FIG. 5A shows another embodiment of a feed slurry accelerator enhancement of the invention including an extension tube, such as a generally U-shaped channel 84, extending outwardly from the passageway 44 and secured thereto by a hub tab 90 and screws 91. FIG. 5B shows a side view of the U-shaped channel 84 communicating with the passageway 44. The generally U-shaped channel 84 includes a base 86 generally parallel to the axis of rotation 30, and two side walls 88 adjacent to the base 86 and generally perpendicular to the axis rotation 30 of the conveyor hub 26. The U-shaped channel 84 preferably includes a wear resistant insert 85A along an inner face 86A of the base 86. In this particular embodiment, the U-shaped channel 84 communicates with an inwardly extending L-shaped baffle 92 which opposes the Coriolis force and directs the feed slurry 32 into the passageway 44. The U-shaped channel 84 acts as an exterior baffle of the conveyor hub 26 and is particularly useful for feed slurries that may contain large masses of solids because the open nature of the U-shaped channel 84 reduces the possibility of self-clogging and of clogging passageway 44. As shown in FIG. 5B, the U-shaped channel 84 may extend either proximately to a surface 46A of a slurry separation pool 46 or into the slurry separation pool 46 as shown by line 46A.
The experimental rig, as previously described, was used to study the effectiveness of the U-shaped channel 84 of FIG. 5A, in combination with a flow directing and overspeeding member 112 as shown in FIG. 5C. Within each of the four passageways 44 was affixed a U-shaped channel 84 having a base with an inside dimension of 2.625 inches and two side walls 88 each having an inside dimension of 1.625 inches. Each U-shaped channel 84 communicated with an L-shaped baffle 92 which extended into the conveyor hub 26 a distance of 1.75 inches from inside surface 42 of conveyor hub 26.
Each U-shaped channel 84 with affixed flow directing and overspeeding member 112 extended outwardly from a passageway 44 to a radius of approximately 10.5 inches, measured from the axis of rotation 30. The acceleration efficiency was determined for various forward discharge angles 112A, as shown in FIG. 7A, of member 112 (measured from the radial direction). At a conveyor hub 26 rotational speed of approximately 2000 revolutions per minute, and with a flow rate of feed slurry 32 (modelled by water), of 400 gallons per minute, values of acceleration efficiency were determined to be as follows:
______________________________________Forward Discharge 0 30 45 60 75 90Angle (deg.)Acceleration Efficiency, 105 142 147 156 157 154percent______________________________________
The results show that over a wide range of forward discharge angles 112A of member 112, from about 30 degrees to 90 degrees, acceleration efficiencies of about 150 percent can be achieved, with maximum acceleration efficiency occurring when the forward discharge angle 112A of the flow directing and overspeeding member 112 is in the range of 60 degrees to 75 degrees. The test results also show that over a wide range of forward discharge angles 112A, for example 30 degrees to 90 degrees, the acceleration efficiency varies only weakly with the forward discharge angle 112A. It is noted that acceleration efficiency is here calculated at the value corresponding to the outermost radius of member 112. Therefore, these results show that the pool surface 46A may be at a radius-greater than the outermost radius of member 112 by a factor of as much as 1.22 without causing the effective acceleration efficiency at pool surface 46A to fall below 100 percent.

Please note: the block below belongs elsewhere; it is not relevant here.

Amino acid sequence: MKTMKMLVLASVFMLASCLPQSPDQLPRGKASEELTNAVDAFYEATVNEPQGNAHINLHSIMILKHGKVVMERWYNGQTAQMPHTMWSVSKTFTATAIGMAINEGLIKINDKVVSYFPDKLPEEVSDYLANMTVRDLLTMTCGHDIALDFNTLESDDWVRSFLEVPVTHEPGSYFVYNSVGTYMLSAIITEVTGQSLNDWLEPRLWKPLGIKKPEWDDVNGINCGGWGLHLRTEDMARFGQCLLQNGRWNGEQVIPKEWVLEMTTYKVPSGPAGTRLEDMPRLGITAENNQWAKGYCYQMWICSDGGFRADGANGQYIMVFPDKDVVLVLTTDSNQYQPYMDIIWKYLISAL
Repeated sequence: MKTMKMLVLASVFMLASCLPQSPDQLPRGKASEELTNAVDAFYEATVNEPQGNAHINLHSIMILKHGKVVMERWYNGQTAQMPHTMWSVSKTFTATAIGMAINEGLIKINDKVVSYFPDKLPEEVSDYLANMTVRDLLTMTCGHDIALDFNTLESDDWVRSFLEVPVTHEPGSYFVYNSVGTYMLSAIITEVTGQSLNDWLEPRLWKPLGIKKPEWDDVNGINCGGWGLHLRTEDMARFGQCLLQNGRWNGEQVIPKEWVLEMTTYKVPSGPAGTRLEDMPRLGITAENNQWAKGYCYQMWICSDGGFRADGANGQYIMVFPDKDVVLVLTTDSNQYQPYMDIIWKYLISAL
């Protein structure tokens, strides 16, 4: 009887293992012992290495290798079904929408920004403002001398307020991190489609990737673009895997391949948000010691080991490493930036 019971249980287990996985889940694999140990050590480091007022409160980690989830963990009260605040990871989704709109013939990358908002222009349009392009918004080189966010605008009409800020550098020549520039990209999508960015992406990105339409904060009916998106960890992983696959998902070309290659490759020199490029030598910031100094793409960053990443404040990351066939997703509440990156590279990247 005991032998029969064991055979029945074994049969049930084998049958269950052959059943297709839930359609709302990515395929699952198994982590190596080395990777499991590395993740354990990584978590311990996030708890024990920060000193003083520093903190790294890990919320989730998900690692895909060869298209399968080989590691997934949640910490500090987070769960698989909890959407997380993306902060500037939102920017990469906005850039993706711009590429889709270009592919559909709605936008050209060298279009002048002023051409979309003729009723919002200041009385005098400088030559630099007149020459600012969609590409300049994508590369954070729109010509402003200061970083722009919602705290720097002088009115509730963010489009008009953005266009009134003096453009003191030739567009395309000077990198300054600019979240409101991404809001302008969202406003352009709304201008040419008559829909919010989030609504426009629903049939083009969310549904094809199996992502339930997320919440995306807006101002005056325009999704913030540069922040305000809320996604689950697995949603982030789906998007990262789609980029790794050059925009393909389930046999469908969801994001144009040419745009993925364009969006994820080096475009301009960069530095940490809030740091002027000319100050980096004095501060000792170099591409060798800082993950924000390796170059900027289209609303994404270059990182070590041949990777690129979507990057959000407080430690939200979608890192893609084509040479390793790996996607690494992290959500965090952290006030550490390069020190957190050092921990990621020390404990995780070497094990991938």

The experiments were repeated with the L-shape baffle 92 absent and it was found that, for a discharge angle 112A of 45 degrees, the acceleration efficiency was reduced from 147% to 3% at 400 gallons per minute.
Additional modifications may be made to the U-shaped channel 84 to increase the linear circumferential speed of the feed slurry 32 exiting the conveyor hub 26. For example, the side walls 88 may not extend the entire length of the base 86, may taper from a wide width to a narrow width or visa versa, or may have a constant narrow width in relation to the width of the base 86. There is also the possibility that the side walls 88 and the base 86 may join in a curved manner so as to form a U-shaped channel 84 having no sharp bends or junctions. The side walls 88 may be parallel to one another and perpendicular to the base 86, as shown in FIG. 5A. Alternatively, the side walls 88 may not be parallel to one another and not perpendicular to the base 86 so as to form a U-shaped channel 84 having a larger or smaller exit opening than the size of the passageway 44.
It is understood that any of these feed slurry accelerator enhancements, such as the baffle 58, dividers 68, flow directing and overspeeding member(s) 78 and 112, U-shaped channel 84, and L-shaped baffle 92, may be used in any combination to achieve maximum acceleration and separation efficiency of the feed slurry 32 exiting the conveyor hub 26. For example, a baffle 58 extending radially inward may be attached to or made integral with a divider 68. If more than one divider/baffle combination is installed in the passageway 44, the baffle of the trailing discharge channel 76 will extend further into the slurry pool 40 than the baffle of the leading discharge channel 74. In addition, any one of these feed slurry accelerator enhancements may include a wear resistant material and may be removably secured to the passageway 44 so as to reduce the cost of repeated maintenance to the centrifuge 10.
Any combination of the aforementioned feed slurry accelerator enhancements may be combined into a feed slurry accelerating nozzle apparatus for installation into the passageway 44. FIG. 6A shows a feed slurry accelerating nozzle apparatus 94 removably secured to the passageway 44 by a nozzle holder 96 extending into the passageway 44 adjacent to the conveyor hub inside surface 42, by at least one L-shaped bracket 98, and at least one lock pin 99. It is noted that a portion of the feed slurry 32 settles at the inside surface 42 of the conveyor hub 26 when the nozzle holder 96 extends into the conveyor hub 26.